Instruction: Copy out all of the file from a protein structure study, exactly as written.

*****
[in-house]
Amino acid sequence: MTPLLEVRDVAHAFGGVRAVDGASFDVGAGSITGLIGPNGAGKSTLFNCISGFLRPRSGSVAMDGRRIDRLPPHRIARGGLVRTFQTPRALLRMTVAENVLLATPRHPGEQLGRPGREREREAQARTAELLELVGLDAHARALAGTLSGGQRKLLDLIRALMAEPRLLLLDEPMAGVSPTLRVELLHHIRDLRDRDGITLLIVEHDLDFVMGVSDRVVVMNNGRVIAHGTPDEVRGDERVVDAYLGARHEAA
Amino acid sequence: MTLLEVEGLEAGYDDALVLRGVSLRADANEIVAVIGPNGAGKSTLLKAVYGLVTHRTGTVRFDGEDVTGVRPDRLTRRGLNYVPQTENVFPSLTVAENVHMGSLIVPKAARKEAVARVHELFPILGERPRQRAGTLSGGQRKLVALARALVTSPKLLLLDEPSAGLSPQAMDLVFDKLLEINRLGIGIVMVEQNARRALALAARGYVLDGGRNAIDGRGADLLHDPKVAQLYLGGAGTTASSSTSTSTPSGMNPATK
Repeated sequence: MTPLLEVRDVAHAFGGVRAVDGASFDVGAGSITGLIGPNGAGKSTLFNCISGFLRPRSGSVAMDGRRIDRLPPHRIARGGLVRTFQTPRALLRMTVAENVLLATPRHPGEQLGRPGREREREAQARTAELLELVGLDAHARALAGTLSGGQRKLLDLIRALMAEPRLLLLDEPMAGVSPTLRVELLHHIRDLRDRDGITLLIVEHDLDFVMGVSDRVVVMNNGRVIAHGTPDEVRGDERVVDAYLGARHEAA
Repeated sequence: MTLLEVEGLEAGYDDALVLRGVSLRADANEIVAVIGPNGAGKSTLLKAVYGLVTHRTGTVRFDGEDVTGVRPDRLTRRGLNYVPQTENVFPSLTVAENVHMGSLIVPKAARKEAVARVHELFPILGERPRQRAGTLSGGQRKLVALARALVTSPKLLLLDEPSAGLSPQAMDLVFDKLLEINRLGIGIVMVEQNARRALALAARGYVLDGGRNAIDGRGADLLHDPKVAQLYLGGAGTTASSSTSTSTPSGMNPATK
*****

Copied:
[in-house]
Amino acid sequence: MTPLLEVRDVAHAFGGVRAVDGASFDVGAGSITGLIGPNGAGKSTLFNCISGFLRPRSGSVAMDGRRIDRLPPHRIARGGLVRTFQTPRALLRMTVAENVLLATPRHPGEQLGRPGREREREAQARTAELLELVGLDAHARALAGTLSGGQRKLLDLIRALMAEPRLLLLDEPMAGVSPTLRVELLHHIRDLRDRDGITLLIVEHDLDFVMGVSDRVVVMNNGRVIAHGTPDEVRGDERVVDAYLGARHEAA
Amino acid sequence: MTLLEVEGLEAGYDDALVLRGVSLRADANEIVAVIGPNGAGKSTLLKAVYGLVTHRTGTVRFDGEDVTGVRPDRLTRRGLNYVPQTENVFPSLTVAENVHMGSLIVPKAARKEAVARVHELFPILGERPRQRAGTLSGGQRKLVALARALVTSPKLLLLDEPSAGLSPQAMDLVFDKLLEINRLGIGIVMVEQNARRALALAARGYVLDGGRNAIDGRGADLLHDPKVAQLYLGGAGTTASSSTSTSTPSGMNPATK
Repeated sequence: MTPLLEVRDVAHAFGGVRAVDGASFDVGAGSITGLIGPNGAGKSTLFNCISGFLRPRSGSVAMDGRRIDRLPPHRIARGGLVRTFQTPRALLRMTVAENVLLATPRHPGEQLGRPGREREREAQARTAELLELVGLDAHARALAGTLSGGQRKLLDLIRALMAEPRLLLLDEPMAGVSPTLRVELLHHIRDLRDRDGITLLIVEHDLDFVMGVSDRVVVMNNGRVIAHGTPDEVRGDERVVDAYLGARHEAA
Repeated sequence: MTLLEVEGLEAGYDDALVLRGVSLRADANEIVAVIGPNGAGKSTLLKAVYGLVTHRTGTVRFDGEDVTGVRPDRLTRRGLNYVPQTENVFPSLTVAENVHMGSLIVPKAARKEAVARVHELFPILGERPRQRAGTLSGGQRKLVALARALVTSPKLLLLDEPSAGLSPQAMDLVFDKLLEINRLGIGIVMVEQNARRALALAARGYVLDGGRNAIDGRGADLLHDPKVAQLYLGGAGTTASSSTSTSTPSGMNPATK